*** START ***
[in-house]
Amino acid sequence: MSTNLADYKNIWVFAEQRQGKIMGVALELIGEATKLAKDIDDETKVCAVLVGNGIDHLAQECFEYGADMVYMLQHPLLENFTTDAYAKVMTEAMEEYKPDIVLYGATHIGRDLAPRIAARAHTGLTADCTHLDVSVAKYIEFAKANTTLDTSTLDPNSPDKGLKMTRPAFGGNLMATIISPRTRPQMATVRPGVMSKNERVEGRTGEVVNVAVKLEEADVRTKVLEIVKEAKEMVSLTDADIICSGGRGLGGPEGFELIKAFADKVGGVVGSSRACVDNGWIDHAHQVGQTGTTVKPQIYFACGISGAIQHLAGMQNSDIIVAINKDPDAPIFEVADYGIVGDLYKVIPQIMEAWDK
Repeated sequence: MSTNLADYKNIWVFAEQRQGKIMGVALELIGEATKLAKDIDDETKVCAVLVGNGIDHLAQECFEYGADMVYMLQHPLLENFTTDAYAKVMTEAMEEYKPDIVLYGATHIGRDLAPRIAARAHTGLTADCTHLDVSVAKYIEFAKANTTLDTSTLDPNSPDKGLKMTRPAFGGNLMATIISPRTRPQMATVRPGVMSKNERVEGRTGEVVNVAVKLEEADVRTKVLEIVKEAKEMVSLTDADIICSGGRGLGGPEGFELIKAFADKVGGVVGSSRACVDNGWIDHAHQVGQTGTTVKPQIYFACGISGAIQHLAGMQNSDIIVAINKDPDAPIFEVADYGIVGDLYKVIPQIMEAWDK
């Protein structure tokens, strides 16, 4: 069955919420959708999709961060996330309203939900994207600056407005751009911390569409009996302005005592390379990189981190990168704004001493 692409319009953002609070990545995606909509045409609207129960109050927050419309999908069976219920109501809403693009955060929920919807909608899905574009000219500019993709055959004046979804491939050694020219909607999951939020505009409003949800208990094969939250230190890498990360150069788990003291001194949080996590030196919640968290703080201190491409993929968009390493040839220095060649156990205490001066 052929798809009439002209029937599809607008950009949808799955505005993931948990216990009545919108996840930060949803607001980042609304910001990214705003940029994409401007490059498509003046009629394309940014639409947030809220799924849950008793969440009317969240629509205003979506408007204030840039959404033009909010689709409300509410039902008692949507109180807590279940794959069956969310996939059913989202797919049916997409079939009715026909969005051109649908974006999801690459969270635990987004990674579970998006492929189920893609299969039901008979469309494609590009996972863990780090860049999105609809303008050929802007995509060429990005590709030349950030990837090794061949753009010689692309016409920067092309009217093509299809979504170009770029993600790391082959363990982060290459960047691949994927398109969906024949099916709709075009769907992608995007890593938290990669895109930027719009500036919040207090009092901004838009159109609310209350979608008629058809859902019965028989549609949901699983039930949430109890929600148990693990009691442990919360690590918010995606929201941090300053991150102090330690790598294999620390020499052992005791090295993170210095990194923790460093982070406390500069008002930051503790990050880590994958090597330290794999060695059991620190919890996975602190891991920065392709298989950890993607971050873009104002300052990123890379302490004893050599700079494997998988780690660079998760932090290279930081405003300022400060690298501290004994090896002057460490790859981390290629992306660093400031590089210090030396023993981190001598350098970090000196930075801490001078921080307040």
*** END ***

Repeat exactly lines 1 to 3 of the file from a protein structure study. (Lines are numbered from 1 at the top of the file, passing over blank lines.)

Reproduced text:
[in-house]
Amino acid sequence: MSTNLADYKNIWVFAEQRQGKIMGVALELIGEATKLAKDIDDETKVCAVLVGNGIDHLAQECFEYGADMVYMLQHPLLENFTTDAYAKVMTEAMEEYKPDIVLYGATHIGRDLAPRIAARAHTGLTADCTHLDVSVAKYIEFAKANTTLDTSTLDPNSPDKGLKMTRPAFGGNLMATIISPRTRPQMATVRPGVMSKNERVEGRTGEVVNVAVKLEEADVRTKVLEIVKEAKEMVSLTDADIICSGGRGLGGPEGFELIKAFADKVGGVVGSSRACVDNGWIDHAHQVGQTGTTVKPQIYFACGISGAIQHLAGMQNSDIIVAINKDPDAPIFEVADYGIVGDLYKVIPQIMEAWDK
Repeated sequence: MSTNLADYKNIWVFAEQRQGKIMGVALELIGEATKLAKDIDDETKVCAVLVGNGIDHLAQECFEYGADMVYMLQHPLLENFTTDAYAKVMTEAMEEYKPDIVLYGATHIGRDLAPRIAARAHTGLTADCTHLDVSVAKYIEFAKANTTLDTSTLDPNSPDKGLKMTRPAFGGNLMATIISPRTRPQMATVRPGVMSKNERVEGRTGEVVNVAVKLEEADVRTKVLEIVKEAKEMVSLTDADIICSGGRGLGGPEGFELIKAFADKVGGVVGSSRACVDNGWIDHAHQVGQTGTTVKPQIYFACGISGAIQHLAGMQNSDIIVAINKDPDAPIFEVADYGIVGDLYKVIPQIMEAWDK